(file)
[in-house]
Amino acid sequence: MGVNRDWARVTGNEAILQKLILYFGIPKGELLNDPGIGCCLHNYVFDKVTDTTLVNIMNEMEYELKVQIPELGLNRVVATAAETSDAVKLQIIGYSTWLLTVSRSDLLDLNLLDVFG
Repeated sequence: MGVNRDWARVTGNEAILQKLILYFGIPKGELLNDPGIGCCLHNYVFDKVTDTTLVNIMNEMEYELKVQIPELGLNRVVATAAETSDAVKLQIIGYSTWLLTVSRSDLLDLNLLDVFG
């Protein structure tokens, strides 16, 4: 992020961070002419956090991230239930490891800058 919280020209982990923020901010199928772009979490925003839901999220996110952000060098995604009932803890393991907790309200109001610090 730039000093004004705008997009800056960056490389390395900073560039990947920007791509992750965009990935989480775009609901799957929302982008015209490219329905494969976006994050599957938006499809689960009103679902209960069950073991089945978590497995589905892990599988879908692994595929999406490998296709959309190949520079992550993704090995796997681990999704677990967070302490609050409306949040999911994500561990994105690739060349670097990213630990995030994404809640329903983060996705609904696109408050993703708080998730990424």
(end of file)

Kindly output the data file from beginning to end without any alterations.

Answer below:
[in-house]
Amino acid sequence: MGVNRDWARVTGNEAILQKLILYFGIPKGELLNDPGIGCCLHNYVFDKVTDTTLVNIMNEMEYELKVQIPELGLNRVVATAAETSDAVKLQIIGYSTWLLTVSRSDLLDLNLLDVFG
Repeated sequence: MGVNRDWARVTGNEAILQKLILYFGIPKGELLNDPGIGCCLHNYVFDKVTDTTLVNIMNEMEYELKVQIPELGLNRVVATAAETSDAVKLQIIGYSTWLLTVSRSDLLDLNLLDVFG
């Protein structure tokens, strides 16, 4: 992020961070002419956090991230239930490891800058 919280020209982990923020901010199928772009979490925003839901999220996110952000060098995604009932803890393991907790309200109001610090 730039000093004004705008997009800056960056490389390395900073560039990947920007791509992750965009990935989480775009609901799957929302982008015209490219329905494969976006994050599957938006499809689960009103679902209960069950073991089945978590497995589905892990599988879908692994595929999406490998296709959309190949520079992550993704090995796997681990999704677990967070302490609050409306949040999911994500561990994105690739060349670097990213630990995030994404809640329903983060996705609904696109408050993703708080998730990424």